River basins of Estonia
River basins and sub-basins of Estonia. Source: Estonian encyclopedia.


Stagnant water bodies

Estonia is a lake-rich country and stagnant water bodies make up 4.9% of the territory of our state. Lake Peipsi, Lake Võrtsjärv, and the Narva Reservoir make up the lion’s share of the total area of the lakes. Only about one tenth is left for smaller lakes [6]. According to the Estonian Nature Information System, there are more than 3,000 natural and artificial lakes in Estonia [2], but most of the smaller stagnant water bodies are missing from this calculation – such as bog ponds, old rivers, puddles, ponds, and quarries. In total, there may be almost 90,000 stagnant water bodies larger than 20 m2 in Estonia. Estonia ranks fourth in Europe in terms of the percentage of the state’s area covered by lakes [6].  


The largest Estonian lakes are (according to the Estonian Nature Information System, as of 01 November 2023):

  1. Lake Peipus - 354338,7 ha
  2. Lake Võrtsjärv - 26956,2 ha
  3. Narva Reservoir - 10598,2 ha
  4. Lake Ülemiste - 942,7 ha
  5. Lake Saadjärv - 723,1 ha
  6. Lake Vagula - 602,7 ha
  7. Lake Suurlaht - 539,2 ha
  8. Lake Veisjärv - 480,7 ha
  9. Lake Ermistu - 452,5 ha
  10. Paunküla Reservoir - 420,2 ha.


The distribution of lakes in Estonia is also quite uneven. There are more lakes in the uplands of Southern Estonia, and the west coast and islands are also densely covered with small water bodies. At the same time, there are large areas in Central and Western Estonia where there are almost no natural lakes [1].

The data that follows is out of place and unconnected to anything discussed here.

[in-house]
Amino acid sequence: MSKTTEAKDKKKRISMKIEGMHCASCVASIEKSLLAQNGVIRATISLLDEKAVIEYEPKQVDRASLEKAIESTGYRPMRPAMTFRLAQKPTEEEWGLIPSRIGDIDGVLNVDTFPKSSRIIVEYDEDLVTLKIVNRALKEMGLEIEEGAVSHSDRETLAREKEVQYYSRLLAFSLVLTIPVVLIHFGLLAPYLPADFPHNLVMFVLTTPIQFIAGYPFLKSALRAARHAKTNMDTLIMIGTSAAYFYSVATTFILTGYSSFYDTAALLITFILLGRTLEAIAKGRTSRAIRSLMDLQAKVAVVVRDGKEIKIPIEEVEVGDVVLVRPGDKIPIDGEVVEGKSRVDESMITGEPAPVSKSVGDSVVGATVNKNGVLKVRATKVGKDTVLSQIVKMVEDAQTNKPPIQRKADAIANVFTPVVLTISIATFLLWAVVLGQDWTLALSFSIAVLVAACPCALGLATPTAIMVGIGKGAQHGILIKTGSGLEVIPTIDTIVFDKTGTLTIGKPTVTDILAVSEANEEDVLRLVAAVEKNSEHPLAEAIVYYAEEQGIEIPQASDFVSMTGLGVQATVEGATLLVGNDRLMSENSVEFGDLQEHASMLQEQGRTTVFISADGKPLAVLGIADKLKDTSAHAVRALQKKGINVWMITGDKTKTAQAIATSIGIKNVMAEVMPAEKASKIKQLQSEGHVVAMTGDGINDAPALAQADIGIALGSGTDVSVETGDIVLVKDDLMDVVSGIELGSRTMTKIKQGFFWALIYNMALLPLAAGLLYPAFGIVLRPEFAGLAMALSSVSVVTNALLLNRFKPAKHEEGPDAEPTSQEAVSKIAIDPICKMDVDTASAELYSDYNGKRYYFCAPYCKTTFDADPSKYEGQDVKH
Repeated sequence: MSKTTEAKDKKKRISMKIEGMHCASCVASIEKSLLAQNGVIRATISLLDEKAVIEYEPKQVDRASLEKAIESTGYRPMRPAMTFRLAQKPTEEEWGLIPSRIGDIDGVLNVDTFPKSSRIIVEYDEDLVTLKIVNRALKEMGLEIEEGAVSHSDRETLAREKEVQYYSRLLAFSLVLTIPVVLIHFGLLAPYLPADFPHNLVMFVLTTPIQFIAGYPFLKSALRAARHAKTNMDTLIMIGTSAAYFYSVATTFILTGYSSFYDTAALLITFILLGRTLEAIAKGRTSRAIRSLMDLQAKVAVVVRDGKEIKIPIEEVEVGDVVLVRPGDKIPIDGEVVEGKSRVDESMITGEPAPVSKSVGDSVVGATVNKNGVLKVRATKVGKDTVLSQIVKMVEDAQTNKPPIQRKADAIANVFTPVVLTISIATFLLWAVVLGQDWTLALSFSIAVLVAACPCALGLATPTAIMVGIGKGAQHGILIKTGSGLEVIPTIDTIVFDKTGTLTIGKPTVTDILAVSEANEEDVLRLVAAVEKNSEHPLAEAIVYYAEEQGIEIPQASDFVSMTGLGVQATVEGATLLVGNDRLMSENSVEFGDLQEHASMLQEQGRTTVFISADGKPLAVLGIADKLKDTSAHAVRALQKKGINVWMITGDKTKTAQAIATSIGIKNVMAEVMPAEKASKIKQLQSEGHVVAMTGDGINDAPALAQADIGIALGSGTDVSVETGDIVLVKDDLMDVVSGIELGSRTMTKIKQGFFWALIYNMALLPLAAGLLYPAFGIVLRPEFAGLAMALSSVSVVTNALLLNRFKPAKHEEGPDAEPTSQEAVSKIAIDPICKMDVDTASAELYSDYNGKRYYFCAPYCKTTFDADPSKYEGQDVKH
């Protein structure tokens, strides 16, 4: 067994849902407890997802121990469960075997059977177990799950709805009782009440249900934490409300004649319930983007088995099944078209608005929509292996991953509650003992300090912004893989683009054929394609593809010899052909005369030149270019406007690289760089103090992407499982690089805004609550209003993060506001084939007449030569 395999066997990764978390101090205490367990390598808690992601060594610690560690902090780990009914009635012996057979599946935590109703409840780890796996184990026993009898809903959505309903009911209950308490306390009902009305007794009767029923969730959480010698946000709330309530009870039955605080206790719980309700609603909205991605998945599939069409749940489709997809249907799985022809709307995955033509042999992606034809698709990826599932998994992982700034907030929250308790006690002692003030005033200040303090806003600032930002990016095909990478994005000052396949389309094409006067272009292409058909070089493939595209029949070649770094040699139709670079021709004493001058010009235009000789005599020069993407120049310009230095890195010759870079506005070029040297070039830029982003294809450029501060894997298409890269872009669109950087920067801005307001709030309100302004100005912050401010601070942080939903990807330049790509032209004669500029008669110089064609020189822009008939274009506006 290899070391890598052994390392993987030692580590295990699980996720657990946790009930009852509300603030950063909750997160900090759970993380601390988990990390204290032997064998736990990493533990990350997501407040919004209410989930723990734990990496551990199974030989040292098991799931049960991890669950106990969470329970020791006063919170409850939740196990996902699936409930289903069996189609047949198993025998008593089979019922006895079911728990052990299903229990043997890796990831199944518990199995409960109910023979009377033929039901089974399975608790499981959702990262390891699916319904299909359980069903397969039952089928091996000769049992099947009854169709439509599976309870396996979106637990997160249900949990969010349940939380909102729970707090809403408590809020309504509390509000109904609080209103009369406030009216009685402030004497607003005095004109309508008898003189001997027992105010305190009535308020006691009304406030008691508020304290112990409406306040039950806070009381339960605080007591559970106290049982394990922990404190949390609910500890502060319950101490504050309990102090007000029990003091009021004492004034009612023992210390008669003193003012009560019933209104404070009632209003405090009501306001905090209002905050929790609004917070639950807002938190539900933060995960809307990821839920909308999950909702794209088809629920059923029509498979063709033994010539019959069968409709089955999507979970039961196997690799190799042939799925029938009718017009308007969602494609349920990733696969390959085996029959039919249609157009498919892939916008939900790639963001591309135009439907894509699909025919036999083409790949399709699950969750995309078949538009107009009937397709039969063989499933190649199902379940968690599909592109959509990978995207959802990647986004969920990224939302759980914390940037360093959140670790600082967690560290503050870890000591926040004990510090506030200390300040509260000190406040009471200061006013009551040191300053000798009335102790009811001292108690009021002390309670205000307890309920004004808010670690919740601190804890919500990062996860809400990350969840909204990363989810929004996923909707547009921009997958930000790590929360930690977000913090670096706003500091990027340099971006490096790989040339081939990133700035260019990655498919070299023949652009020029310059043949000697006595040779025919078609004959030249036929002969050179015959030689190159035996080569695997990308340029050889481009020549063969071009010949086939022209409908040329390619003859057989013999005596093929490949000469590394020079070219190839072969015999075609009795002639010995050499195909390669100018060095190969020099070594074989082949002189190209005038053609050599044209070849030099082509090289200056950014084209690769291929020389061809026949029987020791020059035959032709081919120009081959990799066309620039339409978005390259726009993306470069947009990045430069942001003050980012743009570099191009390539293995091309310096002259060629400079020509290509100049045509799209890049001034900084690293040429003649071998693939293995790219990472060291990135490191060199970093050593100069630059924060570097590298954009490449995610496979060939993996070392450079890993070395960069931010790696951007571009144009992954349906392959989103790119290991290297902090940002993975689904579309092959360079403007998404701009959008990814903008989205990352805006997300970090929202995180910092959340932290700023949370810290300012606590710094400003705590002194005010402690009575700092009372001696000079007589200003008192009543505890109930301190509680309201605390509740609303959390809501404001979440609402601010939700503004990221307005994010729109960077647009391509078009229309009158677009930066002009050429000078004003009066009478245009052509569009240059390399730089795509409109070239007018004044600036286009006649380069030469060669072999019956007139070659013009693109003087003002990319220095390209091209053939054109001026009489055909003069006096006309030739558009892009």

Stagnant water bodies of Estonia
ESTONIAN STAGNANT WATER BODIES. The density of lakes is the highest in the uplands of Southern Estonia. Source: Tallinn University of Technology.


Most of Estonia’s natural lakes have been formed by ice sheets, but we also have bog lakes, beach lakes, karst lakes, lakes with meteorite origin (Lake Kaali), and artificial lakes. Because the ground is still rising slightly (2–3 mm per year in North-West Estonia) in the Estonian territory, the continuous formation of new coastal lakes continues here. However, due to their shallow depth and the continuation of the ground rising, such bodies of water are usually short-lived and disappear within a few hundred years [1].


The majority of Estonian lakes are shallow, mostly less than 10 metres deep; the maximum depth of only 13 lakes exceeds 20 metres [1]. Deep lakes are usually small in area and located in the areas of Upper Estonia [6]. 


The deepest lakes in Estonia are (according to the Estonian Nature Information System, as at 01 November 2023):

  1. Lake Rõuge Suurjärv - 38,0 m
  2. Lake Väiku-Palkna - 31,9 m
  3. Lake Udsu - 30,2 m
  4. Lake Tsolgo Mustjärv - 29,7 m
  5. Lake Uhtjärv - 27,6 m
  6. Lake Valgjärv (Koorküla Valgjärv) - 26,8 m
  7. Lake Kärnjärv (Pindi Kärnjärv) - 26,0 m
  8. Lake Piigandi  - 25,3 m
  9. Lake Saadjärv - 25,0 m
  10. Lake Vellavere Külajärv - 25,0 m



Last modified: 17.11.2023




[1] I. Ott, H. Timm. Siseveekogud. Õpik kõrgkoolidele. 2020.
[2] Estonian Nature Information System, 26.05.2022. https://register.keskkonnaportaal.ee/register/search?objectType=BODY_OF_WATER 
[3] https://et.wikipedia.org/wiki/Eesti_j%C3%B5ed
[4] H.Timm, R. Järvekülg, P. Pall, S. Vilbaste. 2019. Eesti jõed. Varrak, Tallinn.
[5] A. Järvekülg. 2001. Eesti jõed. EPMÜ zooloogia ja botaanika instituut. Tartu.
[6] R. Laarma jt. 2019. Eesti järved. Varrak, Tallinn.